Holy Love: The Eunuch Revelation

In my book ‘Holy Love’ I offer an affirmative theology for LGBTQ+ people, and an advocacy for their full inclusion in the church. [1] In the book, I wrote a bit about eunuchs, but since then I have found the biblical message concerning them to be a key revelation for being an ally with LGBTQ+ people. This article is an expansion of what I wrote in the book.

We have a multiple-word vocabulary for talking about gender and sexual orientation. [2] The natural and behavioral sciences help us to recognize the nonbinary nature of our sexuality. Interestingly, the Bible recognizes it, not only in the first creation story [3], but also in the word eunuch. It was the catch-all word for people who were not male or female. Today, we would say people who are transgender or intersex. So, the fact is, Scripture confirms the reality of nonbinary sexuality, and that in itself is significant. But that’s only the beginning.

We move from general revelation into the teaching of Jesus, who referred to eunuchs in Matthew 19:12, noting that some of them are born that way. It’s another indication that people in Bible times knew about transgender and intersex persons. The fact that Jesus speaks about eunuchs in a positive way adds additional weight to the reality and worth of nonbinary persons. But where did Jesus get this positive regard? He got it from the Hebrew Bible, Isaiah 56:4-5, and these verses are what I am calling “the eunuch revelation”—the primary window through which we can look to see the full humanity (imago dei) of LGBTQ+ people and to advocate for their full inclusion in the Church. God, speaking through the prophet, tells us some important things about eunuchs, about nonbinary people.

First, they are not abnormal. They must not think of themselves as such, as a “dry tree.” They are not disordered in their nature. They are not aberrations in God’s design. They are fully human, existing along the spectrum between maleness and femaleness.

Second, they are included in the Covenant and can keep it like anyone else. They do not have to sublimate their sexuality (e.g. lifelong celibacy) or undergo “conversion therapy” into heterosexual maleness or femaleness. They are only asked to honor the Covenant like everyone else—ordering their sexuality to reflect sacredness, fidelity, permanency, and monogamy. [4] This means there is one standard for sexual morality, and all people can manifest it.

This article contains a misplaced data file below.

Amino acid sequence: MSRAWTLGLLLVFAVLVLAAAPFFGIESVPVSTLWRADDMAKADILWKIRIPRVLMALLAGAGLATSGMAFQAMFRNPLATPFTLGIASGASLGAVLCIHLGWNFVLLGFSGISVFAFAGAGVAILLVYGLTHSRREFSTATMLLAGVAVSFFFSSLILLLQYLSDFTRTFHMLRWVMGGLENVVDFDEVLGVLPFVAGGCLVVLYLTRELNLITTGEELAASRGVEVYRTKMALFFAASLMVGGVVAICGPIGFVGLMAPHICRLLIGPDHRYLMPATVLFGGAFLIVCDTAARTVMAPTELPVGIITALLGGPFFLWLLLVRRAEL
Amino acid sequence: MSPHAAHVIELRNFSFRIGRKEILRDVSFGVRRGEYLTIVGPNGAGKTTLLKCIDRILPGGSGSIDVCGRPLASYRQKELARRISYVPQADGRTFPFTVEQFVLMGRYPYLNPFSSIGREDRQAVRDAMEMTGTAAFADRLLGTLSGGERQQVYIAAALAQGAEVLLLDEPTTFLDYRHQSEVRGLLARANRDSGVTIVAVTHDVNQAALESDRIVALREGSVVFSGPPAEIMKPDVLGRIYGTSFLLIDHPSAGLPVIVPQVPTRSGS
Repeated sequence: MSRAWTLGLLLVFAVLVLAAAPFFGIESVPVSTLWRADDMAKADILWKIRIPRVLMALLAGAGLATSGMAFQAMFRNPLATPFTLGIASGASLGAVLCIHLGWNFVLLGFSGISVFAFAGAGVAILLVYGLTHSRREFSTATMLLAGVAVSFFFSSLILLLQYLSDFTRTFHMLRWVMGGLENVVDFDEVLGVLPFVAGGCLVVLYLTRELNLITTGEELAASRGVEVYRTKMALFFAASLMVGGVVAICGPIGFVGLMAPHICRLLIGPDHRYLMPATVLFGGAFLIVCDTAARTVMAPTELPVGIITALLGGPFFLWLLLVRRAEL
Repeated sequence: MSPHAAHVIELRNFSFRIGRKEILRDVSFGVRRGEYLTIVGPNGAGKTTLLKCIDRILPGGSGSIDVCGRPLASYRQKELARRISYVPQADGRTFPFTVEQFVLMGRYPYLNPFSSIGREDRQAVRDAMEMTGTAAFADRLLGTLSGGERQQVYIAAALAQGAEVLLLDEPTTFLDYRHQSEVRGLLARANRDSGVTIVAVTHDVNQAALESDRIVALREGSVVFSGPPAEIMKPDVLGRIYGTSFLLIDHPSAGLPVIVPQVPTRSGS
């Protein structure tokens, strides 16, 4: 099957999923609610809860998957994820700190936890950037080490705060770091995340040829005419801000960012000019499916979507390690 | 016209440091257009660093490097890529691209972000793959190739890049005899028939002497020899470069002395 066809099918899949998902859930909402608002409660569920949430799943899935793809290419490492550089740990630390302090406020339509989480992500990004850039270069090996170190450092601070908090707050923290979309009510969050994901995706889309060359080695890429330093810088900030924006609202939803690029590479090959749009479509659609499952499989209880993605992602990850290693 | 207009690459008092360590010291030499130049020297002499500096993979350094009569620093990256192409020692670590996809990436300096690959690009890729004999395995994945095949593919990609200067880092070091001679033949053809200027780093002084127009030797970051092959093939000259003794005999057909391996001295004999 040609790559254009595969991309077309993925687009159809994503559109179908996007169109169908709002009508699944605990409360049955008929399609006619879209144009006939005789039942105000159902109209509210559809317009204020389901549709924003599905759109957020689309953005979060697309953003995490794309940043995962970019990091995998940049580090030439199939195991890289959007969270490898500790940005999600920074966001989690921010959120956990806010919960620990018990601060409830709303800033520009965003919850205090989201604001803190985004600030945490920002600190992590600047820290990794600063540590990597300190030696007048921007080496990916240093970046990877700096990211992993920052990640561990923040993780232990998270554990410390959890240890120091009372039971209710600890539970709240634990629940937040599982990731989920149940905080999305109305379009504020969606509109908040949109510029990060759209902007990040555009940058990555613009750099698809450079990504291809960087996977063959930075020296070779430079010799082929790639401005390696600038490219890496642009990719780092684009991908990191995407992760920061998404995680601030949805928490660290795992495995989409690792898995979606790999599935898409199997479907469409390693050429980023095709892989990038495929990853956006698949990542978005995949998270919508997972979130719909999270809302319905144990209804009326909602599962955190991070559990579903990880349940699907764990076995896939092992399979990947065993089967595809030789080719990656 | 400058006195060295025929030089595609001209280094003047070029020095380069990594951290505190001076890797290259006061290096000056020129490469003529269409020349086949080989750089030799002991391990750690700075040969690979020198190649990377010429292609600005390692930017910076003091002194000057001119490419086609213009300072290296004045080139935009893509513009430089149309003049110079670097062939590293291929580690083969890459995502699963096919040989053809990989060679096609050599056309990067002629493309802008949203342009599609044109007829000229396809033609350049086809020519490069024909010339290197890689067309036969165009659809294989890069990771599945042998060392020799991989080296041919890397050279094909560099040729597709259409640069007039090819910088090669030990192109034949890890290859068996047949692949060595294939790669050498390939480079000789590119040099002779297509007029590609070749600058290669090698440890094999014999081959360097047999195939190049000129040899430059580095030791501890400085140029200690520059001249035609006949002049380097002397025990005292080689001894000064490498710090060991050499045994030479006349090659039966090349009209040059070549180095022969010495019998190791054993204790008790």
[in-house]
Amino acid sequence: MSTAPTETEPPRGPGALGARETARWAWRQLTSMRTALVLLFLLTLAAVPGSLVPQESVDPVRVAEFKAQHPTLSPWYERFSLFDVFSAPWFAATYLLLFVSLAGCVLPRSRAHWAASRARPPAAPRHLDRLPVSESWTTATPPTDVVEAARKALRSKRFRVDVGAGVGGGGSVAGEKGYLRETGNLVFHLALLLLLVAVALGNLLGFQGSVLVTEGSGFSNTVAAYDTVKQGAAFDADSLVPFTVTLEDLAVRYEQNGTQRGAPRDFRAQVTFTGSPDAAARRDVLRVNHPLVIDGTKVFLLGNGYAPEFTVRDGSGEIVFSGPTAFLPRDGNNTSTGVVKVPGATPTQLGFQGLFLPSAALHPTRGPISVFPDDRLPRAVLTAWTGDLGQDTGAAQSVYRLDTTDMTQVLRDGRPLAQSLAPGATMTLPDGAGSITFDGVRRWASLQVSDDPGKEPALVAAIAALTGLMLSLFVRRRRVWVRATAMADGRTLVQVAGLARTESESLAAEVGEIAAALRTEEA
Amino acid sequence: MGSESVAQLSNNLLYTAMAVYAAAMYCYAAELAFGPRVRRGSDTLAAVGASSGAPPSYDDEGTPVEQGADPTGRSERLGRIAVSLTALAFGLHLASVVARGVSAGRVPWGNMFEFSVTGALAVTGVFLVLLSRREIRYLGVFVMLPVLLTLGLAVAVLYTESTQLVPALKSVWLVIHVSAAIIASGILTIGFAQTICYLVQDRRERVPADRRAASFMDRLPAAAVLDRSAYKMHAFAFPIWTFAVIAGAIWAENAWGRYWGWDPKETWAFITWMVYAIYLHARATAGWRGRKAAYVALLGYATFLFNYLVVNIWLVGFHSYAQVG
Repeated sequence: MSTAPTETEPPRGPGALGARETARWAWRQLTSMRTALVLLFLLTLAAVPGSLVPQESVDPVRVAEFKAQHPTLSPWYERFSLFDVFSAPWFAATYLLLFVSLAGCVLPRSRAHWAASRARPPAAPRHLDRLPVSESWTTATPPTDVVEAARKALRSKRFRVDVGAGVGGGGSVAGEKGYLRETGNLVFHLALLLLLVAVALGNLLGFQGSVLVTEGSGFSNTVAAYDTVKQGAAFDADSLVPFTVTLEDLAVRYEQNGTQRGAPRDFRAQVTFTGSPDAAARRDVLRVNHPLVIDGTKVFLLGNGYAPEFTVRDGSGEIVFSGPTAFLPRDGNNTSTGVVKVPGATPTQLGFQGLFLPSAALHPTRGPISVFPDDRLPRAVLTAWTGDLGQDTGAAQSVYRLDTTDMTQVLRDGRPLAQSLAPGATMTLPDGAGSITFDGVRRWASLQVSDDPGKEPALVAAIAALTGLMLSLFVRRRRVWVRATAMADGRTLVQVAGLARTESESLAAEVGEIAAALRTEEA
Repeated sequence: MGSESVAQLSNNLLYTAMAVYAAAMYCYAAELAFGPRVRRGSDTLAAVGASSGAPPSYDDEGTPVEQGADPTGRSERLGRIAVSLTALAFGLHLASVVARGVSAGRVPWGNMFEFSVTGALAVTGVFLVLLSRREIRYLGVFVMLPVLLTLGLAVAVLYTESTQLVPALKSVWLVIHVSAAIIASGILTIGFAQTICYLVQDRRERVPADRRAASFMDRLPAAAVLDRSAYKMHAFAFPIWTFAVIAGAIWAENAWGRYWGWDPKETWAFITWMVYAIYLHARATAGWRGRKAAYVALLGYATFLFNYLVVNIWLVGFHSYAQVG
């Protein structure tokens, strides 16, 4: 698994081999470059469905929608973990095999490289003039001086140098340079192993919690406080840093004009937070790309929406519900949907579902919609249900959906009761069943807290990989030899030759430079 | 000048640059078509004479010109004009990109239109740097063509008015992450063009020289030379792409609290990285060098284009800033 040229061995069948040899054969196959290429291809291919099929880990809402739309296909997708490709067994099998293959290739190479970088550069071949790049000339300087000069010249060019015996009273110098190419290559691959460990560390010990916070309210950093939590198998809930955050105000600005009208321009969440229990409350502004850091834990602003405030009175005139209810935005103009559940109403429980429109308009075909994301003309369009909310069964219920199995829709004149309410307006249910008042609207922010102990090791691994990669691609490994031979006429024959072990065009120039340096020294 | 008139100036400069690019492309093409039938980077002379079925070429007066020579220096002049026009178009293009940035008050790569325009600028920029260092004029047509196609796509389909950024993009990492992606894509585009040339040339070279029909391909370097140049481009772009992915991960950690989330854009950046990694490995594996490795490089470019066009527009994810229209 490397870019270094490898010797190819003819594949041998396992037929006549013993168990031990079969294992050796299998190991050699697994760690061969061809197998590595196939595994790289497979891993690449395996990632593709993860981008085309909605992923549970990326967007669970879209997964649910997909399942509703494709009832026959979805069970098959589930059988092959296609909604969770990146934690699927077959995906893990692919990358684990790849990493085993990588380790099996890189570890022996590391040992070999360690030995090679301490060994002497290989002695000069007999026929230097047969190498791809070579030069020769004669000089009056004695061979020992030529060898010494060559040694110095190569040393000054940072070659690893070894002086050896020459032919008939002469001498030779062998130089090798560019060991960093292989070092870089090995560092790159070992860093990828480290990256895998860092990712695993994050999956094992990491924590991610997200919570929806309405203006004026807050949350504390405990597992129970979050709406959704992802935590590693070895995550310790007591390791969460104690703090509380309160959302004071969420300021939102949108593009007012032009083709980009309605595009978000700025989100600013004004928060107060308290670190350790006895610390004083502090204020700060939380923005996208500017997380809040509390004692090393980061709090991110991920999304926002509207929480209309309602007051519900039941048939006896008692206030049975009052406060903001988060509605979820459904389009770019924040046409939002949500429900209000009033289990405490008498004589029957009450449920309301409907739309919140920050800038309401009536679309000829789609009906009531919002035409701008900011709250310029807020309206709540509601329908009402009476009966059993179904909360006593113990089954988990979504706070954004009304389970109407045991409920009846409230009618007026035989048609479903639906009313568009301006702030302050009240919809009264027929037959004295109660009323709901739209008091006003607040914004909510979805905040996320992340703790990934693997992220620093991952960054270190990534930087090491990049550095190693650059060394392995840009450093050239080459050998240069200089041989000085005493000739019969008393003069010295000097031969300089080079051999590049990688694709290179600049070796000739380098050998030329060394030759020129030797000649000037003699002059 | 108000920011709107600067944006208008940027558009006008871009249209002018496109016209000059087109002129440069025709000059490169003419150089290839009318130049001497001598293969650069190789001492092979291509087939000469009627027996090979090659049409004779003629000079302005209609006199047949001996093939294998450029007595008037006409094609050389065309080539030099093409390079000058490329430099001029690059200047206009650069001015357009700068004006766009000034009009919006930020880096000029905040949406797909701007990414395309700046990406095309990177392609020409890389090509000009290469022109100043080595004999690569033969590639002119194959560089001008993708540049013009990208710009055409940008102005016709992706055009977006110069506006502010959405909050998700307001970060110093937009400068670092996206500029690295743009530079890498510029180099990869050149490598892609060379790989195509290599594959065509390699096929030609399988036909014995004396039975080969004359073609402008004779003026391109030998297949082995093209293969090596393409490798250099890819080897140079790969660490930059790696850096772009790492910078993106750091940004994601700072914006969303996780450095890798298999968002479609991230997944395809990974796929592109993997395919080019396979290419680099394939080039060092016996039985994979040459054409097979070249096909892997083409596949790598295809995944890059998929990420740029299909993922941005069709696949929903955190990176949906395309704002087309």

Third, they are honored. We erect monuments to those whom we esteem. Eunuchs are given monuments in the temple (religion) and on the city walls (society). Here’s an indication they had ecclesial and civil rights and were respected throughout the culture.

These three things are a lot to commend nonbinary people, but there is a fourth revelation which cinches the case for equality in human sexuality: they are given a name better than sons and daughters. Don’t miss the words “better than.” They are a game-changer, showing from Scripture that males (sons) and females (daughters) do not encompass the totality of sexuality.

We have to step outside of contemporary Christianity to grasp the significance of “better than.” We can understand it by looking at Native American cultures and their concept of two-spirit people. In most tribes, they were considered neither men nor women; they occupied a distinct, alternative gender status. They were seen as particularly spiritual, given they lived beyond binary sexuality. They were honored in the tribe, often serving as wisdom teachers and spiritual guides, and expressing themselves through the arts. They lived as both single and married persons, with the same rights and privileges as everyone else.[5]

This understanding of the nonbinary spectrum of human sexuality illustrates the biblical view. The imposition of binary views onto the scriptural text (increasingly by interpreting the Bible through the lens of European cultural norms) has caused us to misread the first creation story, to fail to see Jesus’ affirmation of nonbinary sexuality, and to overlook the revolutionary story that comes to us through the eunuch revelation.

But things are changing. A growing number of Christians who affirm the inspiration and authority of Scripture are using their hermeneutical skills to mine the passages regarding human sexuality, bringing from them the message summed up in Paul’s words, “Christ is all, and in all” (Colossians 3:11). The eunuch revelation is a pivotal piece of this message.

[1] Steve Harper, ‘Holy Love: A Biblical Theology for Human Sexuality’ (Abingdon Press,2019). I wrote an earlier book, ‘For the Sake of the Bride’ (Abingdon Press, 2014) that both announced my becoming an ally with LGBTQ+ people and proposed that the move into full inclusion would be a strengthening of the Church.

[2] Some articles offer eight orientation words and fifty gender diversity ones. Our vocabulary increases as our learnings advance.

[3] ‘Holy Love,’ 15-20.

[4] ‘Holy Love,’ 20-23

[5] “Two Spirit,” is an article on the Indian Health Service website. Related to this Sister José Hobday, a Franciscan sister who was also a Native American Seneca woman once told Matthew Fox, “People like myself who know our traditions before the white people came to our shores know that all the spiritual directors to our great chiefs were gay. We know that gay people bring more spirituality to a community than straight people do.” (Matthew Fox, Daily Meditations, 3/19/21). Her words further interpret the “better than’ name given to eunuchs in Isaiah 56.

About Steve Harper

Retired seminary professor, who taught for 32 years in the disciplines of Spiritual Formation and Wesley Studies. Author and co-author of 42 books. Also a retired Elder in The Florida Annual Conference of The United Methodist Church.
This entry was posted in Holy Love. Bookmark the permalink.